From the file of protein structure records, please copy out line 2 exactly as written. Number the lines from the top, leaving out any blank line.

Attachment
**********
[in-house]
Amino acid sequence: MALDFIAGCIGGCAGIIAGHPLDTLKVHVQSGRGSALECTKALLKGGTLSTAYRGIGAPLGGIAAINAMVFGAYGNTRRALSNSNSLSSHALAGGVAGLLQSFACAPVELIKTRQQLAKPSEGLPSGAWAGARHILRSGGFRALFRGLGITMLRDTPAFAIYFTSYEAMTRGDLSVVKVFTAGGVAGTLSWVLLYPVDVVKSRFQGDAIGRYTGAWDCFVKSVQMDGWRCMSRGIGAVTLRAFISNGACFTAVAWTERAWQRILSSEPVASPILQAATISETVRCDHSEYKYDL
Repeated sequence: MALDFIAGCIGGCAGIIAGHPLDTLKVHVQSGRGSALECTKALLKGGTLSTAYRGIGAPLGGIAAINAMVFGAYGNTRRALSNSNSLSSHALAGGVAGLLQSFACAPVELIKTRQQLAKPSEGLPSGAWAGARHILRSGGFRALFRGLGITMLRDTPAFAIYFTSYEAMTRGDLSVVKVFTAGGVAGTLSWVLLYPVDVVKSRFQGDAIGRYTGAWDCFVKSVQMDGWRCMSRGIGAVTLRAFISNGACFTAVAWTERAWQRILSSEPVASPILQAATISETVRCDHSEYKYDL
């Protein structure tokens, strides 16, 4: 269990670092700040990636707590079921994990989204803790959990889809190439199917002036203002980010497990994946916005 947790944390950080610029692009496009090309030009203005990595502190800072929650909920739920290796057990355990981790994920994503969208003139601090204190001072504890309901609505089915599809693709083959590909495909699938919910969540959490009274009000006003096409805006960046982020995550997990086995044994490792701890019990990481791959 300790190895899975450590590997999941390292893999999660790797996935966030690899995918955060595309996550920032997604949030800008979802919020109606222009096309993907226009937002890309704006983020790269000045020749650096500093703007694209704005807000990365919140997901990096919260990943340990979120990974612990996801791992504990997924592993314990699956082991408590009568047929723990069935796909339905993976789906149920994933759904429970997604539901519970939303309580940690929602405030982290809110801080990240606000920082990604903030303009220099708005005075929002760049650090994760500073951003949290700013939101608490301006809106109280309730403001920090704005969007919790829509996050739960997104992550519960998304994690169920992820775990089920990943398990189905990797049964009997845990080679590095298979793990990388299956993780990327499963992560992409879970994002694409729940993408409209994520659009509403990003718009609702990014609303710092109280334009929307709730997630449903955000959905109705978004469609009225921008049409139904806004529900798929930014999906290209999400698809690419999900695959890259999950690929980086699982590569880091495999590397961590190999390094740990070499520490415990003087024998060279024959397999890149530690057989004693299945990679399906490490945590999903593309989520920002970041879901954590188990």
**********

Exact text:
Amino acid sequence: MALDFIAGCIGGCAGIIAGHPLDTLKVHVQSGRGSALECTKALLKGGTLSTAYRGIGAPLGGIAAINAMVFGAYGNTRRALSNSNSLSSHALAGGVAGLLQSFACAPVELIKTRQQLAKPSEGLPSGAWAGARHILRSGGFRALFRGLGITMLRDTPAFAIYFTSYEAMTRGDLSVVKVFTAGGVAGTLSWVLLYPVDVVKSRFQGDAIGRYTGAWDCFVKSVQMDGWRCMSRGIGAVTLRAFISNGACFTAVAWTERAWQRILSSEPVASPILQAATISETVRCDHSEYKYDL